Locum tenens is a medieval Latin term which means “one holding a place.” It became the moniker of an industry which helped lay the foundation for a modern America and is steadily becoming the next wave in healthcare provision.
In the early days of the United States as settlers did their best to create a New World dream, it was the traveling doctors who went from town to town that kept the waves of determined pioneers alive long enough to build a country.
We now know these traveling doctors as locum tenens physicians and today, there are approximately 40,000 of them operating in the U.S. alone, temporarily taking the place of physicians who are sick or on vacation. They work in the big cities, the farming communities, and the suburbs. In fact, nine out of ten healthcare facilities in the U.S. use locums to supplement their staff.
You see, according to a 2014 National Physician Survey, the average hours worked per week by Canadian physicians was 48.2 hours. This does not include on-call hours or time spent outside work finishing up documentation and checking correspondence. This puts the average somewhere closer to 56 hours per week.
As such, many doctors end up working almost 1.5 times more hours than the 9-5 set for a full 36-year career. They are compensated for their troubles but the stress of long hours and no personal life drives many from the profession before retirement. This situation doesn’t bode well when you consider there will be an estimated shortage of 90,000 doctors in the U.S. by 2025.
Locums are a necessary adjunct to medicine and will help drive the sector into a healthier 21st century, but the agency-based method of hiring locums is antiquated, leaving institutions wanting and locums unfulfilled.
Temporary healthcare staffing is big business. According to a 2015 Staffing Industry Analysts report, there was an estimated 34 healthcare staffing firms in the U.S. which generated US$6.5 billion in 2014. This is a rich sector ripe for disruption.
Some healthcare staffing firms have seen a sliver of the light and made their on-line offerings more interactive and intuitive, but the middle-man framework their services were built on, still exists. The only way to cover this overhead is to charge expensive fees.
Now that we live in the cloud and the age of SaaS, much of what these staffing agencies do, is automatable. It was only a matter of time before tech entrepreneurs turned their focus on the locum market to provide the disruption the space so desperately needs.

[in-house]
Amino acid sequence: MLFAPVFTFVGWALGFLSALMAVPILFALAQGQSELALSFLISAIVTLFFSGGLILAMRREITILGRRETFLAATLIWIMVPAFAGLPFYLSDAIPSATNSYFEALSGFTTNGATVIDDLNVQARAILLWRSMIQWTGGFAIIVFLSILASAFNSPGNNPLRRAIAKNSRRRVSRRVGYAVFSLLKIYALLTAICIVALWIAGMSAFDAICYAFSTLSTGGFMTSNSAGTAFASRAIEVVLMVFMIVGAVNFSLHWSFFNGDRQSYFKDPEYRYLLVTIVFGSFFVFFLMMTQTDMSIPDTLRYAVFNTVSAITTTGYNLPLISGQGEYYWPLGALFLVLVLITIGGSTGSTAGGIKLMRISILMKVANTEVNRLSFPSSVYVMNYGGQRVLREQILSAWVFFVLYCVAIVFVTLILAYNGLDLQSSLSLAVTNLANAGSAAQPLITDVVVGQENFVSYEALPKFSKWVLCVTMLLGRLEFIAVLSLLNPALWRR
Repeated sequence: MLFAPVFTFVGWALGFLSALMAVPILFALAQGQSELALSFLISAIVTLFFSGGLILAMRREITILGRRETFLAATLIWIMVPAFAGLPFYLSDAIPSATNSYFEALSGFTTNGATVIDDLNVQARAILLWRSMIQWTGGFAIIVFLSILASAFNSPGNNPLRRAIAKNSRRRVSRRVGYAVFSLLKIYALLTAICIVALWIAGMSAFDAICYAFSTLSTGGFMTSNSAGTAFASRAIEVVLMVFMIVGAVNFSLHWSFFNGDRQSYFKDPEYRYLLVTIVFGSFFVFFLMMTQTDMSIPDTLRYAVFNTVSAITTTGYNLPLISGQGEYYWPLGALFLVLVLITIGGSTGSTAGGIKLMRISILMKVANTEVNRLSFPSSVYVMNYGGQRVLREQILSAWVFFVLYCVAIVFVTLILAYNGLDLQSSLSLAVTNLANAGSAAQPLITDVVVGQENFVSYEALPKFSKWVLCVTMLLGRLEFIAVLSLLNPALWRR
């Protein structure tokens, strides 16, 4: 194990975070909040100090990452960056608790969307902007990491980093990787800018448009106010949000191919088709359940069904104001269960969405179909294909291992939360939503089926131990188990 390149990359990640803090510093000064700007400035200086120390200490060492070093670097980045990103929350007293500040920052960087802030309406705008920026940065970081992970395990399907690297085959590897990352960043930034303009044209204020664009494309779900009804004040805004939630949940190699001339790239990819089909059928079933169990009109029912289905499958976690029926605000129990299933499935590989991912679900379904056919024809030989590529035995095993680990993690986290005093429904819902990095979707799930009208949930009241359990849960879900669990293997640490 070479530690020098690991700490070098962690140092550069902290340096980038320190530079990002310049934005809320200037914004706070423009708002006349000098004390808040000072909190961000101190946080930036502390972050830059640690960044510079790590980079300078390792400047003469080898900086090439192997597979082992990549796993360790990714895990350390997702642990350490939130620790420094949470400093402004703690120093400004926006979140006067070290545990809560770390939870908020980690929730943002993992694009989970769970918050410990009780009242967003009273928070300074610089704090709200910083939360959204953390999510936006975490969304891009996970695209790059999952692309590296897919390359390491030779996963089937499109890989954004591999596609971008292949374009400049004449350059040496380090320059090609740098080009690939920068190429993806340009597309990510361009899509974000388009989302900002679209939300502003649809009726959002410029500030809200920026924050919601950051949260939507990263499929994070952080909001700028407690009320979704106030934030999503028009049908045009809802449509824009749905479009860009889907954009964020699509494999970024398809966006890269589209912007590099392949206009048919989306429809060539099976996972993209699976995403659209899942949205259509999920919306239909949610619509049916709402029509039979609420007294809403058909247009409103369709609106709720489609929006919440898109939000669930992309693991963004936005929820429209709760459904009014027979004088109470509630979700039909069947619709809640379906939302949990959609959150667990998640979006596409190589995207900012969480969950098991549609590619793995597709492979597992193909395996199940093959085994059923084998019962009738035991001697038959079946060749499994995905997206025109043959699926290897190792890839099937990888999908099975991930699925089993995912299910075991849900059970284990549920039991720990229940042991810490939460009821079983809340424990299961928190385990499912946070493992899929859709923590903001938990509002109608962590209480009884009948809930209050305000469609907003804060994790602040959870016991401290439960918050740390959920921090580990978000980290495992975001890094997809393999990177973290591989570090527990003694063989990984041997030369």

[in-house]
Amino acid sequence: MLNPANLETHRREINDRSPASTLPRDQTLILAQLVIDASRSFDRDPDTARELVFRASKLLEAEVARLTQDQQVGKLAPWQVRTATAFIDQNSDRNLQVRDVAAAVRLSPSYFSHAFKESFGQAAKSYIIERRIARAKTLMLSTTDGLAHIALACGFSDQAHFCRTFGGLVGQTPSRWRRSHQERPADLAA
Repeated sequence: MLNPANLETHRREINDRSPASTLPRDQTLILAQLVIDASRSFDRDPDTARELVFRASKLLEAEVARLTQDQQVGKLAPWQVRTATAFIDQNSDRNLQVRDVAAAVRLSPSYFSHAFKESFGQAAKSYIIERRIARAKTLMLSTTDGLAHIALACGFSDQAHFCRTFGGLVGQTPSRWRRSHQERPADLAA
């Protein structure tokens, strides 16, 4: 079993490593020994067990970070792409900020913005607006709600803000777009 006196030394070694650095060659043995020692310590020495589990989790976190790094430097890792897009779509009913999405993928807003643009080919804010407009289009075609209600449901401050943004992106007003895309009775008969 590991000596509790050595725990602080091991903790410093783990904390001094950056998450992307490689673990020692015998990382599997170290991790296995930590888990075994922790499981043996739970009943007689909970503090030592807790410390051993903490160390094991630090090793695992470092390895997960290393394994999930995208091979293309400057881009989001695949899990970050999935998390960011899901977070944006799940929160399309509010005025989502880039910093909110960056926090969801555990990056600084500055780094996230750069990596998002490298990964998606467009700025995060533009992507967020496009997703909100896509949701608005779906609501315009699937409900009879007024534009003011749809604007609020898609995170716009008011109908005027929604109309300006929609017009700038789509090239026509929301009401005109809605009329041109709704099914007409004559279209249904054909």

A little over a year ago, London-based healthcare startup, Lantum for Locums (“LFL”), nabbed $7.0 million in a Series B funding round led by British fund, BGF Ventures. LFL is revolutionizing U.K.’s National Health Service (“NHS”) with the introduction of platform that provides workplace management, a locum marketplace and payment services.
Currently, 8,000 locums actively use LFL for free while 1,200 healthcare clients, such as the North Middlesex University Hospital, subscribe to the service.
Surprisingly, the market is still relatively untapped. There was an Australian startup called Doctors for Australia, that dealt solely with hospitals, but it seems to be defunct now. And there is a company called Nomad Health operating in California which provides a marketplace for short-term clinical jobs.
So, when I heard about BC-based startup, Locumunity, establishing a footprint in the Canadian market, I wanted to find out more.
Locumunity is headed by CEO, Dr. Haneen Abu-Remaileh, a family physician/maternity care locum based out of the Lower Mainland. Her personal experience with being a locum gave her the incentive to create something better – a centralized tool for both locums and employers to connect.
The company is Canada-wide but is presently focused on BC, Alberta and Ontario.
Since Locumunity launched in April this year, it onboarded 250 registered locums and 111 healthcare providers.
Right now, the company is working with doctors to ensure Locumunity is providing the best experience possible for locums and fully expects to exponentially ramp up its user base in the next six months.
Locumunity Head of Product Training and Development, Omar Abdolall, commented, “We’ve been getting some phenomenal feedback from both locums and healthcare providers which fuels the fire and gives us confidence that our milestones will be met in a timely manner.”
Speaking of which, the company intends to lock down the aforementioned provinces as soon as possible and then move on to become THE centralized search tool for locums across Canada.
Of course, the U.S. also provides a lucrative market for Locumunity, hence the company is exploring the option of applying to Silicon Valley accelerators like Y Combinator and AngelPad.
If the now privately-held Locumunity can continue its trajectory and snap up a spot with say, 500 Startups, it just might propel itself onto the public markets and up the boards like a rocket. The next six months will be crucial for the company.
Do your homework, you may want to keep your eye on this one.
FULL DISCLOSURE: Companies mentioned in this article are NOT clients of EQUITY.GURU.